Comment by Barbara F. on June 20, 2010 at 2:08pm
I jusr received this information yesteday in an email from the PRCA:

PRCA Livestock Welfare Statement – Cattle Prod (PRCA’s position on use of the prod)

PRCA rules allow for the use of a livestock prod as a safe, effective and humane way to move livestock. Additionally, PRCA rules allow the use of a prod to facilitate the safe exit from the bucking chutes for horses that may have the tendency to stall. In order for this process to take place the owner of the animal, the rodeo judge and the contestant must agree. The livestock prod is powered by flashlight batteries with similar stimulation as an electric livestock or pet fence and allows for harmless encouragement of the horse to leave the chute. It does not make a horse buck, nor does it affect the competition once the horse and competitor have safely exited the bucking chute.
Comment by William Micklem on June 20, 2010 at 1:51pm
Great responses...I think you have your inner tiger well and truly found! As I indicated in my blog there are all sorts of actions and customs which could be defined as cruel....you haven't won me over regarding the rodeos onwards towards happy riders and happy equine athletes. William
Comment by Dressage For The Rest Of Us on June 20, 2010 at 10:41am
I should have written this in below but it's morning and I'm just not a morning person LOL.

Thank you William for bringing awareness to cruelties. It's important to have the conversations like the type we are having. It is important for us to question every thing we do and re-determine our actions.
Comment by Dressage For The Rest Of Us on June 20, 2010 at 10:37am
I just read further on your blog and the bucking straps (which on horses must have sheepskin) are supposed to enhance the buck. If the horse is a champion bucker odds are it would buck anyways, that's why they are a bucking horse and not a riding horse in the first place. Rodeo contractors are NOT taking your average kids horse and making Ole Daisy buck via the bucking straps.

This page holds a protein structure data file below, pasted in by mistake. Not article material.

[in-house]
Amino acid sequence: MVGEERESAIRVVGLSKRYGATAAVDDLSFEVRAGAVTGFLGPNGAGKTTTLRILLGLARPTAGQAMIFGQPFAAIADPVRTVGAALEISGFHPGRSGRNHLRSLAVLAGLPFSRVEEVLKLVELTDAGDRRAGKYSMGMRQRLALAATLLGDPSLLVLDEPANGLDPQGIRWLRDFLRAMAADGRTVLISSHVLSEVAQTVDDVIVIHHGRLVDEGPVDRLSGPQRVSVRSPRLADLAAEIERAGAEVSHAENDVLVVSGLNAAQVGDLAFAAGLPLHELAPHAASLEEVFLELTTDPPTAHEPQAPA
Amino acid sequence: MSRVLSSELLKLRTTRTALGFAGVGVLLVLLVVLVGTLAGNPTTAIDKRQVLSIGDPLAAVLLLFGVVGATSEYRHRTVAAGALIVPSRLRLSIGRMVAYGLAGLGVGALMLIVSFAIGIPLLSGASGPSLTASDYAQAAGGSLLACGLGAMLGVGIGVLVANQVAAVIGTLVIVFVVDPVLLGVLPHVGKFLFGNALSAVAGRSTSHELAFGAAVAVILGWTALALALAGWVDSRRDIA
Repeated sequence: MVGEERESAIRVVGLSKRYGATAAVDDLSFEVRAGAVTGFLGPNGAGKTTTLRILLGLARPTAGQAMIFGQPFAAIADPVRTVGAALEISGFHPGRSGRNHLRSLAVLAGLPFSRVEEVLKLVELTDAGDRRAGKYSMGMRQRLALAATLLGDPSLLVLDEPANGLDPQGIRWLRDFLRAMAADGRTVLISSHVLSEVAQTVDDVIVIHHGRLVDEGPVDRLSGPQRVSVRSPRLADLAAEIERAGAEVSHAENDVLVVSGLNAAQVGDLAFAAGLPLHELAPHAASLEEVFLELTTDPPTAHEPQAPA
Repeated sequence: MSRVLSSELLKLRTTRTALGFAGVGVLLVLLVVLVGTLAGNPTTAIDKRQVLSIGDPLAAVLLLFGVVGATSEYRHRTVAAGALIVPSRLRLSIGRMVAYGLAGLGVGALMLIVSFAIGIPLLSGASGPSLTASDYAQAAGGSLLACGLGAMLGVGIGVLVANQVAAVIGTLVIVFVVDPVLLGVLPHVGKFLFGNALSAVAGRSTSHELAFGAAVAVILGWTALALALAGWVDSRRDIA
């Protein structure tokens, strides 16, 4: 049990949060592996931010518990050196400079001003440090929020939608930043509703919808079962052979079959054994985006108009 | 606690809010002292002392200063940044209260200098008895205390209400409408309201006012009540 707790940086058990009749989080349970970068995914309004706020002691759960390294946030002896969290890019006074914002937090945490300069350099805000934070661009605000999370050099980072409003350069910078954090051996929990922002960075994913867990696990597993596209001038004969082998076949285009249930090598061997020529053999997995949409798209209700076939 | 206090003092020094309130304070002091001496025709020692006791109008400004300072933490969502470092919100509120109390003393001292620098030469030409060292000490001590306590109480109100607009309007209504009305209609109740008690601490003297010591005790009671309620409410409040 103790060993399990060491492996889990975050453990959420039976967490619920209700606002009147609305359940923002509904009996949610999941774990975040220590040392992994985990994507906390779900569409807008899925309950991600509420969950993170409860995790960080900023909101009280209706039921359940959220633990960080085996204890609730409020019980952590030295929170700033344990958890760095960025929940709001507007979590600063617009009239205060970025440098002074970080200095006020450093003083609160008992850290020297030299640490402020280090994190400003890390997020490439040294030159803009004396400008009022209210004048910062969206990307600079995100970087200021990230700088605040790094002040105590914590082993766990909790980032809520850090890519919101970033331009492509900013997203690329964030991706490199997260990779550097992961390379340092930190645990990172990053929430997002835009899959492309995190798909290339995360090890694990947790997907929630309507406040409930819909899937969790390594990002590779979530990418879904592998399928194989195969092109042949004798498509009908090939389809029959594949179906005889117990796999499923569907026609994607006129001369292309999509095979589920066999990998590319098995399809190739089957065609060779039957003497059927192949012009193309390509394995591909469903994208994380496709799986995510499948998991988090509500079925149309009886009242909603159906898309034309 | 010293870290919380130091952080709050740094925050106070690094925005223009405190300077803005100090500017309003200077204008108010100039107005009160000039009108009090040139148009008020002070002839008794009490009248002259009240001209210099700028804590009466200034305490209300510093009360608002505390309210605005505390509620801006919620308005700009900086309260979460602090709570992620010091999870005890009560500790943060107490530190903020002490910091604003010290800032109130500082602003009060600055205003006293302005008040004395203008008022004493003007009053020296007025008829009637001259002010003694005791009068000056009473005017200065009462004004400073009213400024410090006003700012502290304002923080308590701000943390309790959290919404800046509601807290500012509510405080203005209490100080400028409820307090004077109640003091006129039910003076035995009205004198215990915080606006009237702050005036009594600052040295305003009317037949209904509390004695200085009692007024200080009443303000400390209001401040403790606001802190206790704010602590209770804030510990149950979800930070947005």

Personally, I find that practice a lot less rotten than the dressage horses who are ridden in forced contorted frames of rolkur or hyperflexion for hours. At least a bucking horse gets to use it whole body the way nature intended in order to try and smash the rider.

Dressage horses are considered naughty when they try and smash the rider, rodeo horses become more valuable!
Comment by Dressage For The Rest Of Us on June 20, 2010 at 10:30am
The last PRCA rodeo I managed was in the late 90's, probably 1997 and the prods were already illegal by then and may even have been a few years before that. I remember distinctly telling my rodeo contractors prior to hiring that I would use it on them if I found a single one anywhere on the grounds during my annual "speech" to him on how forcefully I would protect animal rights. I even sneak searched their vehicles once the rodeo was on which probably puts me a little on the "nutty" side LOL. Never found a single one and I made sure I was there for the unloading of the stock and the loading. I watched every animals go from behind the chutes (up close and personal) and checked every animal afterwards. I ran a few rodeos so I don't remember during which year that rule started, but I do remember distinctly when the last rodeo was, so it couldn't have been after that.

I was also the "nutty" show manager that went and untied horses heads when AQHA banned that practice as well. AQHA had sent me signs to post when that rule went into effect and I stapled one of those signs on the stall door of every horse I had untied.

Gee reading this I can say it's no wonder I pissed off people LOL.
Comment by William Micklem on June 20, 2010 at 3:00am
Sounds good to me...and delighted if electric prods have been banned from rodeos, although the evidence would suggest it hasn't been that long. William